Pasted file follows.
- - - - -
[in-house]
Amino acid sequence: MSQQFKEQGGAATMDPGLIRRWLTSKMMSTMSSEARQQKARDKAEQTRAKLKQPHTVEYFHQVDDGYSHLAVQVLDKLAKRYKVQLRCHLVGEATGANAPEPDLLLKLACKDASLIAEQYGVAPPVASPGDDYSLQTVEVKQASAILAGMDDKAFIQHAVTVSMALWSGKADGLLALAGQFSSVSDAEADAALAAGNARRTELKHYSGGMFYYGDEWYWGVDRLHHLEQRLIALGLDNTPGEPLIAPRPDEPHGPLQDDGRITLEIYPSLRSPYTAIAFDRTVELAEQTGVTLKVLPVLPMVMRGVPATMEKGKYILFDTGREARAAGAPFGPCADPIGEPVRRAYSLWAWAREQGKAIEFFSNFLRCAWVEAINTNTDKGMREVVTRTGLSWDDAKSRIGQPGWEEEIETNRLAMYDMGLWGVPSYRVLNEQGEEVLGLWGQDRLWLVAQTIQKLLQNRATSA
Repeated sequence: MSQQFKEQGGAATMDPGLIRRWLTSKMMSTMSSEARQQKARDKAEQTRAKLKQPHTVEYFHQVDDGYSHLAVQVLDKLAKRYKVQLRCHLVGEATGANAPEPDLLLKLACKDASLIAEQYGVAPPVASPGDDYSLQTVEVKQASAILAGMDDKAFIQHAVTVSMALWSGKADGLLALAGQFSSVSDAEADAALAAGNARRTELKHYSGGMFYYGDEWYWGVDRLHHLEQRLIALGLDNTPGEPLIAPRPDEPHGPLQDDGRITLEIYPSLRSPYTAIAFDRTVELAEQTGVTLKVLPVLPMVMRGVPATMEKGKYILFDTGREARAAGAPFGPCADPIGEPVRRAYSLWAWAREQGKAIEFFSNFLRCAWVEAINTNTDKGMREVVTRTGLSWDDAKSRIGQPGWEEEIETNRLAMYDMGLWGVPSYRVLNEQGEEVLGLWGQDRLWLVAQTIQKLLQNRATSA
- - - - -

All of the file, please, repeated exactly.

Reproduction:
[in-house]
Amino acid sequence: MSQQFKEQGGAATMDPGLIRRWLTSKMMSTMSSEARQQKARDKAEQTRAKLKQPHTVEYFHQVDDGYSHLAVQVLDKLAKRYKVQLRCHLVGEATGANAPEPDLLLKLACKDASLIAEQYGVAPPVASPGDDYSLQTVEVKQASAILAGMDDKAFIQHAVTVSMALWSGKADGLLALAGQFSSVSDAEADAALAAGNARRTELKHYSGGMFYYGDEWYWGVDRLHHLEQRLIALGLDNTPGEPLIAPRPDEPHGPLQDDGRITLEIYPSLRSPYTAIAFDRTVELAEQTGVTLKVLPVLPMVMRGVPATMEKGKYILFDTGREARAAGAPFGPCADPIGEPVRRAYSLWAWAREQGKAIEFFSNFLRCAWVEAINTNTDKGMREVVTRTGLSWDDAKSRIGQPGWEEEIETNRLAMYDMGLWGVPSYRVLNEQGEEVLGLWGQDRLWLVAQTIQKLLQNRATSA
Repeated sequence: MSQQFKEQGGAATMDPGLIRRWLTSKMMSTMSSEARQQKARDKAEQTRAKLKQPHTVEYFHQVDDGYSHLAVQVLDKLAKRYKVQLRCHLVGEATGANAPEPDLLLKLACKDASLIAEQYGVAPPVASPGDDYSLQTVEVKQASAILAGMDDKAFIQHAVTVSMALWSGKADGLLALAGQFSSVSDAEADAALAAGNARRTELKHYSGGMFYYGDEWYWGVDRLHHLEQRLIALGLDNTPGEPLIAPRPDEPHGPLQDDGRITLEIYPSLRSPYTAIAFDRTVELAEQTGVTLKVLPVLPMVMRGVPATMEKGKYILFDTGREARAAGAPFGPCADPIGEPVRRAYSLWAWAREQGKAIEFFSNFLRCAWVEAINTNTDKGMREVVTRTGLSWDDAKSRIGQPGWEEEIETNRLAMYDMGLWGVPSYRVLNEQGEEVLGLWGQDRLWLVAQTIQKLLQNRATSA